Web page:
The PRC, it turns out, is not the only state that is unprepared to commit to excluding autonomy from its nuclear C2 systems. In February, the United States put forward a political declaration on military AI that noted, among other things, that states should maintain a human in the loop in nuclear C2. The United States removed this provision from the November version of the Political Declaration on Responsible Military Use of Artificial Intelligence and Autonomy (which itself is not binding). Speaking at the United Nations on Nov. 13, Under Secretary of State for Arms Control and International Security Bonnie Jenkins explained,
The February version included a statement based on a commitment the United States made together with France and the United Kingdom to ‘maintain human control and involvement for all actions critical to informing and executing sovereign decisions concerning nuclear weapons employment.’ In our consultations with others, it became clear that, while many welcomed this statement of assurance, the nexus between AI and nuclear weapons is an area that requires much more discussion. We removed this statement so that it did not become a stumbling block for States to endorse.
It is not clear which state or states other than China balked at this provision and precisely why they did so, but it demonstrates that China is not the only state cautious about this idea.
The U.S. government is to be commended for fleshing out in greater detail some norms that states should pursue for their military AI systems, including through its political declaration and its efforts to open a military AI dialogue with China. But these recent developments further illustrate how difficult it will be to obtain legally binding international agreements—even very narrow ones—among states that are actively pursuing military AI. As I wrote in an earlier Lawfare paper, “[R]egulation of national security AI is more likely to follow the path of hostile cyber operations, which have seen limited large-scale international agreement about new rules. Absent a precipitating crisis, small-group cooperation and unilateral efforts to develop settled expectations around the use of national security AI are far more likely.” It will be a good sign if future U.S.-China dialogues about AI—even informal and low-profile ones—proceed, as these meetings will give the United States more chances to explain to China how the Defense Department is trying to establish strong, high-level oversight over uses of military AI. But the bilateral trust between the United States and China is so low and the verification problems are so hard that it may take a while before the two states reach a shared view about keeping autonomy out of nuclear C2.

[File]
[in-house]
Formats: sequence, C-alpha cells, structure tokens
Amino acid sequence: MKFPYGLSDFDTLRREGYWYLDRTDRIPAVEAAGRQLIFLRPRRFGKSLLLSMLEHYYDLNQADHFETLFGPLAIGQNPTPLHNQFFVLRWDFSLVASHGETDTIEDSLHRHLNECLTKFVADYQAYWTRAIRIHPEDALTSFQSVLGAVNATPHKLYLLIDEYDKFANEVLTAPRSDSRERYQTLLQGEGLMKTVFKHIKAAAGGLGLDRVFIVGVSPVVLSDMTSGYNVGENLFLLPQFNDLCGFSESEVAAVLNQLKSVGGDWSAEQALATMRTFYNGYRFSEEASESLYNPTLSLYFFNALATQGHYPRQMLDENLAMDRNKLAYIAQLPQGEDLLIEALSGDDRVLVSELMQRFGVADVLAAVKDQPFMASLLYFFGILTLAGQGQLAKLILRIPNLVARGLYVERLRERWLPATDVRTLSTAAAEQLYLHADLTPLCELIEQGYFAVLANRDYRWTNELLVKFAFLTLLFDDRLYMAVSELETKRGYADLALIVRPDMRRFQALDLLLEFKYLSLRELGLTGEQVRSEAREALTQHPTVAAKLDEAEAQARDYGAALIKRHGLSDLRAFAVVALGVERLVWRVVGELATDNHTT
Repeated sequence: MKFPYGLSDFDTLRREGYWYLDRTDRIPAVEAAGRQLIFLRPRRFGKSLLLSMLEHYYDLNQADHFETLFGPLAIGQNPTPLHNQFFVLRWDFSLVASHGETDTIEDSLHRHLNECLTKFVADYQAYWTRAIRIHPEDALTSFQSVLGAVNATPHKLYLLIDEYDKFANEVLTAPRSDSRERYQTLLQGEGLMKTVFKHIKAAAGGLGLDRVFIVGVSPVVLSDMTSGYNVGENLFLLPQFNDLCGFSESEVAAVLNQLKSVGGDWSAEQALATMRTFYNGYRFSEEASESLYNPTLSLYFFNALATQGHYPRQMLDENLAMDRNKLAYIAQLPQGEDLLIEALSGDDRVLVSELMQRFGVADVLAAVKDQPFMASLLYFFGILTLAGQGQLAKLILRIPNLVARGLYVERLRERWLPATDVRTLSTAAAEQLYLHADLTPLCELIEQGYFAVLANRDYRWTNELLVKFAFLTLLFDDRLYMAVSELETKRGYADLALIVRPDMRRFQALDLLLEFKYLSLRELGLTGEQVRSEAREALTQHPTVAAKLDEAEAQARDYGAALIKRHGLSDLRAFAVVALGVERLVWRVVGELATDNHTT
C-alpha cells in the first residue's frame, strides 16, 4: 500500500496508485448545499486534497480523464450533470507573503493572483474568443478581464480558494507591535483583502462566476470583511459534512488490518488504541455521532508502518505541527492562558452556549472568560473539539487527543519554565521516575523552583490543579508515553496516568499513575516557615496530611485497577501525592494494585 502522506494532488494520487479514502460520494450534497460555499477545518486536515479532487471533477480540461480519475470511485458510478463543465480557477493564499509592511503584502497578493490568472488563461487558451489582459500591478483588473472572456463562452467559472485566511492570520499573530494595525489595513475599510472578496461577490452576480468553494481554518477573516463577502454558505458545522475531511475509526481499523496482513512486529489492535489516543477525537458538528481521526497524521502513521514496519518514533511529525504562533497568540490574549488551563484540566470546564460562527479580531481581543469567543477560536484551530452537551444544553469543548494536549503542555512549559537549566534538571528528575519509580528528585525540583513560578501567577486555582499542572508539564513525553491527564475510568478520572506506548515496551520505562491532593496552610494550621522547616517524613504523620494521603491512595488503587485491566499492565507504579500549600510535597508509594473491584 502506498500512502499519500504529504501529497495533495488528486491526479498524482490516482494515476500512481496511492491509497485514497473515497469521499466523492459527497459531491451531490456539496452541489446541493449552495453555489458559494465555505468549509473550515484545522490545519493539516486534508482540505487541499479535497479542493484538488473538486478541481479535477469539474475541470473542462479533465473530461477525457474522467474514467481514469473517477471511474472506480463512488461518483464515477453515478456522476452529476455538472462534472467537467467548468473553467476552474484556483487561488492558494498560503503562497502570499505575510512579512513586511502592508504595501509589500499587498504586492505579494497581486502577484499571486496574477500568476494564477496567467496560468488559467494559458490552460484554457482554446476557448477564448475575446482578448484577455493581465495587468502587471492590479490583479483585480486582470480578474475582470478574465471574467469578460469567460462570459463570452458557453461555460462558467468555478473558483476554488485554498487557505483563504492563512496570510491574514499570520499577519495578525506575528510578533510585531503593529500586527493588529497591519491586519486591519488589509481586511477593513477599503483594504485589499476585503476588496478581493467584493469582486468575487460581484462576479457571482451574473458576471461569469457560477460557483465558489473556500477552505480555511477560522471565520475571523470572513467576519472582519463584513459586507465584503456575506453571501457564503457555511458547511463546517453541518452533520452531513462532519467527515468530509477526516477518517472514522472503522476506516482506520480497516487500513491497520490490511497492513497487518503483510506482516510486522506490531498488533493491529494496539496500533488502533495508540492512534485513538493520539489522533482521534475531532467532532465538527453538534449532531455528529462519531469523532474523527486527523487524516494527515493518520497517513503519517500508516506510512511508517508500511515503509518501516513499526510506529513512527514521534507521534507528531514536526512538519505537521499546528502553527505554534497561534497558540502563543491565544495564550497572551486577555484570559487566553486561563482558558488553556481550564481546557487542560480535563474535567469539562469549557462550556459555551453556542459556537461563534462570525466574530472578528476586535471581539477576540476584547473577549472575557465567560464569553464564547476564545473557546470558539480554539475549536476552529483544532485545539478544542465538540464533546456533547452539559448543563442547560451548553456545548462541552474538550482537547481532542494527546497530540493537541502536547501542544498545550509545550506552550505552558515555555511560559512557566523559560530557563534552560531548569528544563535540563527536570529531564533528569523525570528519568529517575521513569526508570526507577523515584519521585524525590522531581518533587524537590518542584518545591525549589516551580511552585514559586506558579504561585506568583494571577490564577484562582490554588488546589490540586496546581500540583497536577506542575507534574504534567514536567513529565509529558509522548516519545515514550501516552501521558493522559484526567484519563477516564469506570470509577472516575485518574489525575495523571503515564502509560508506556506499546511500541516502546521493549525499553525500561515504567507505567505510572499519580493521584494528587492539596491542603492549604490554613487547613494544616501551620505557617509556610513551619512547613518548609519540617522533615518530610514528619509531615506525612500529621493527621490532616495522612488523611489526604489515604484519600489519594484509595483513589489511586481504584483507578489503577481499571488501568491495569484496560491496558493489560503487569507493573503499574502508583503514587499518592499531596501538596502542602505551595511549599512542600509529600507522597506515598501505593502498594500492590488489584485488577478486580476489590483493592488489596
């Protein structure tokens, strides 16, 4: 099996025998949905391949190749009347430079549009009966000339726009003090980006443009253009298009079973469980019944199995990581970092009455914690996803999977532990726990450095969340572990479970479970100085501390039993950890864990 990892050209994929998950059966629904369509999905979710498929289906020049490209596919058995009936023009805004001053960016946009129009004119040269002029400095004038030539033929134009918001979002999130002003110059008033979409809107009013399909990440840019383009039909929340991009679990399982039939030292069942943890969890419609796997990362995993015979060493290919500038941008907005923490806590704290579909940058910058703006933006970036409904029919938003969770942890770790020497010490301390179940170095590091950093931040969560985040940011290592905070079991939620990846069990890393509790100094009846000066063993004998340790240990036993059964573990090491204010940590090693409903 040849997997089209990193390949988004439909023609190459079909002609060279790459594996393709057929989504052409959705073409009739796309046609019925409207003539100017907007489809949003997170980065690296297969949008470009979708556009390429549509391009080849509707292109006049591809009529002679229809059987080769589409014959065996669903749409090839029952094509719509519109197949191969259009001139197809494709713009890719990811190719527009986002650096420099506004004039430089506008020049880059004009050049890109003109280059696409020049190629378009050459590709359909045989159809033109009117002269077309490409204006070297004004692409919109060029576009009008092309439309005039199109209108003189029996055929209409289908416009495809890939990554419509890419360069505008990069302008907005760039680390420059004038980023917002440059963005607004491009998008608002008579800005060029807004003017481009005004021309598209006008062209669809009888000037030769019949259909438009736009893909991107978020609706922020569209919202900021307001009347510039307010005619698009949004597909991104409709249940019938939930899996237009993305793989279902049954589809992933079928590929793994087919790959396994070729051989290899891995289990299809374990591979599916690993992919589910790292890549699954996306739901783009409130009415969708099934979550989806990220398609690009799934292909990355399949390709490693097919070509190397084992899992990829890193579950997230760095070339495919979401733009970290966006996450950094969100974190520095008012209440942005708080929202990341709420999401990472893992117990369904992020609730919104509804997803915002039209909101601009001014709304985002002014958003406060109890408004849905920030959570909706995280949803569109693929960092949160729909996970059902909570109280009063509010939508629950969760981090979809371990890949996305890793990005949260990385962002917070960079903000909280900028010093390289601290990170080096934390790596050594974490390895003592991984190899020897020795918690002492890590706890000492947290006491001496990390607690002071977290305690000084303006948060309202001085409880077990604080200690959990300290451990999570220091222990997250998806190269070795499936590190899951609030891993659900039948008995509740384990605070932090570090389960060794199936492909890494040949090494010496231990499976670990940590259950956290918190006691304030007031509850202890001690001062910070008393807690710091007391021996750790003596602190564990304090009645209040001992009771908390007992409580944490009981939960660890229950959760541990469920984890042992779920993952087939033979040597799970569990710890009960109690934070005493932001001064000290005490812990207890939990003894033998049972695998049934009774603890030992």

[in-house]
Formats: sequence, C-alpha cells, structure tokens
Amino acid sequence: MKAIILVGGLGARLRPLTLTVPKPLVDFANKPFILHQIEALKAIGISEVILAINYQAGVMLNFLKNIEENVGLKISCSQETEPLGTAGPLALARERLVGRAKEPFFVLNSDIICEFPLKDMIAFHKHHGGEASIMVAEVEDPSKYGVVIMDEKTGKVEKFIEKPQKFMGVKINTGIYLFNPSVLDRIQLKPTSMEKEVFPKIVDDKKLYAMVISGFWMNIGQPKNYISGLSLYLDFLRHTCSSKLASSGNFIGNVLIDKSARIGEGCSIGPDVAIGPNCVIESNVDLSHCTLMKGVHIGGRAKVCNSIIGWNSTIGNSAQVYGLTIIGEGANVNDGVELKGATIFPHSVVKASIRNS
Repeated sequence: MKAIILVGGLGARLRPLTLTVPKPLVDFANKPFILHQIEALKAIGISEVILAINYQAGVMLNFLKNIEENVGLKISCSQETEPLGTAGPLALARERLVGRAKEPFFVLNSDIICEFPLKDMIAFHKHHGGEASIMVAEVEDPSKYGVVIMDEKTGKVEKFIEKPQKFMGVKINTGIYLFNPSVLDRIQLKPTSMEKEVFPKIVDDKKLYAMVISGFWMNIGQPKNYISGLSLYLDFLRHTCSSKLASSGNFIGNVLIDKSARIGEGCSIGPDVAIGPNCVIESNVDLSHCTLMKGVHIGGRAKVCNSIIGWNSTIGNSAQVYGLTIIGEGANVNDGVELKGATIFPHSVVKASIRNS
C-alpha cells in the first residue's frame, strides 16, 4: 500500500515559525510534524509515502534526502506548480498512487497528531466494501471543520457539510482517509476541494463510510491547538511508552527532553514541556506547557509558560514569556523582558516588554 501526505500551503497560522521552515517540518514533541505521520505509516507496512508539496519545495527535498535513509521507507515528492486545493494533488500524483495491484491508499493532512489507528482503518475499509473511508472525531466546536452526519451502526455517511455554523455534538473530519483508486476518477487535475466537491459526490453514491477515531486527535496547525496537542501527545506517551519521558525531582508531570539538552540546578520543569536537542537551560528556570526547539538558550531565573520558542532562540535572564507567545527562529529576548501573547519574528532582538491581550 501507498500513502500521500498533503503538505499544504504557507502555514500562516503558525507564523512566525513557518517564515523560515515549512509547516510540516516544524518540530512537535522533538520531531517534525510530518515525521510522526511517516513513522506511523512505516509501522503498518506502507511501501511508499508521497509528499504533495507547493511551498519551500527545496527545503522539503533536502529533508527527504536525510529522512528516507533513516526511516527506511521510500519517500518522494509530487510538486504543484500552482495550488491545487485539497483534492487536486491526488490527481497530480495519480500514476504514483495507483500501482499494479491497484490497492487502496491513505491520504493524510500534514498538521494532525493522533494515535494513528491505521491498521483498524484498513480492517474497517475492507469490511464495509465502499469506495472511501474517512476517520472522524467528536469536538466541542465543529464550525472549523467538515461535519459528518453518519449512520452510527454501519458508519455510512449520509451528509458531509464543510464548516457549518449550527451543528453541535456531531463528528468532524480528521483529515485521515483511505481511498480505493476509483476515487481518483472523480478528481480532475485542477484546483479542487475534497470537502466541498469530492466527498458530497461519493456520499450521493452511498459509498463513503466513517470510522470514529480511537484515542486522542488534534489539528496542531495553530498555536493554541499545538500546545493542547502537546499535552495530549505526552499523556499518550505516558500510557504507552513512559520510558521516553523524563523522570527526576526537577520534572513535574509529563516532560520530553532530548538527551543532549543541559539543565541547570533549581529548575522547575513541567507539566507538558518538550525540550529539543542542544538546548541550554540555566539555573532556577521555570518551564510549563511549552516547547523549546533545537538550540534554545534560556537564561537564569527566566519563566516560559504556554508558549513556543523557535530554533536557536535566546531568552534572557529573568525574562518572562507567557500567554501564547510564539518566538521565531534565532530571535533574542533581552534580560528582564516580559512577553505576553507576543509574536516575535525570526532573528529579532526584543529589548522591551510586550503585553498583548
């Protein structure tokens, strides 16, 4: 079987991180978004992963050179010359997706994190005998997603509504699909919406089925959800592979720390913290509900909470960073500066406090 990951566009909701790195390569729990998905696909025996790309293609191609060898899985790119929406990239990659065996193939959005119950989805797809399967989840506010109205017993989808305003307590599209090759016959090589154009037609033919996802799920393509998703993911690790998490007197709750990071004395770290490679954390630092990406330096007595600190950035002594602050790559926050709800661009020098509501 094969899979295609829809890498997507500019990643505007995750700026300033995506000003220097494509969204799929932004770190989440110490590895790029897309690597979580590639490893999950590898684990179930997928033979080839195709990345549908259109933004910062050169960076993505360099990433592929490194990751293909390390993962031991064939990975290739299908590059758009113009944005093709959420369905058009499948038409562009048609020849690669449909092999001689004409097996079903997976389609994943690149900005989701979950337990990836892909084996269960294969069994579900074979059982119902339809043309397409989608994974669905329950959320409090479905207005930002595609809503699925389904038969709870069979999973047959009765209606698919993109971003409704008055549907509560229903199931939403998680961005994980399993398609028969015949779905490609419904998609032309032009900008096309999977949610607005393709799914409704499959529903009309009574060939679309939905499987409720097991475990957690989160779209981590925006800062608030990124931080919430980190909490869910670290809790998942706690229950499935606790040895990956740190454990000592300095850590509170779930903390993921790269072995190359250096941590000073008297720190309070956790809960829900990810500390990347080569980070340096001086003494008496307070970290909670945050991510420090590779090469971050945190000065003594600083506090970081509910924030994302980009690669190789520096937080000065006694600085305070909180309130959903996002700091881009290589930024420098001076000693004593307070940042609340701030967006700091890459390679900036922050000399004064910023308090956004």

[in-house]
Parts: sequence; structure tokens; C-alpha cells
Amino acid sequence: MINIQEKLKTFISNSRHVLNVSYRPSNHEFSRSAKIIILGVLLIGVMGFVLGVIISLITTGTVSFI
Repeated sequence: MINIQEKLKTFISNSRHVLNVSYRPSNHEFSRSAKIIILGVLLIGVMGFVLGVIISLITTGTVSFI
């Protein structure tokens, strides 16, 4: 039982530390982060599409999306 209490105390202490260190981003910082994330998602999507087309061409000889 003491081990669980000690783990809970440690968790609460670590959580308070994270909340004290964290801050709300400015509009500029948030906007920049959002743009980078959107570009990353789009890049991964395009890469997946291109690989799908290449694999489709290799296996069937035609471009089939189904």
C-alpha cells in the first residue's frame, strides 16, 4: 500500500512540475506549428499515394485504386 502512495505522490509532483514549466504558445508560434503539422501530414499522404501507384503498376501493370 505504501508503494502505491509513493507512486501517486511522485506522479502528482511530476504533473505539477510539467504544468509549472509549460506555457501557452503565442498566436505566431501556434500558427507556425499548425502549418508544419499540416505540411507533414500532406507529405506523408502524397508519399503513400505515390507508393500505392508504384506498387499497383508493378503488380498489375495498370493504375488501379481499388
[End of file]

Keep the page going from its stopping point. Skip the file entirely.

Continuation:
– Ashley Deeks is the Class of 1948 Professor of Scholarly Research in Law at the University of Virginia Law School and a Faculty Senior Fellow at the Miller Center. She serves on the State Department’s Advisory Committee on International Law. In 2021-22 she worked as the Deputy Legal Advisor at the National Security Council. She graduated from the University of Chicago Law School and clerked on the Third Circuit. Published courtesy of Lawfare.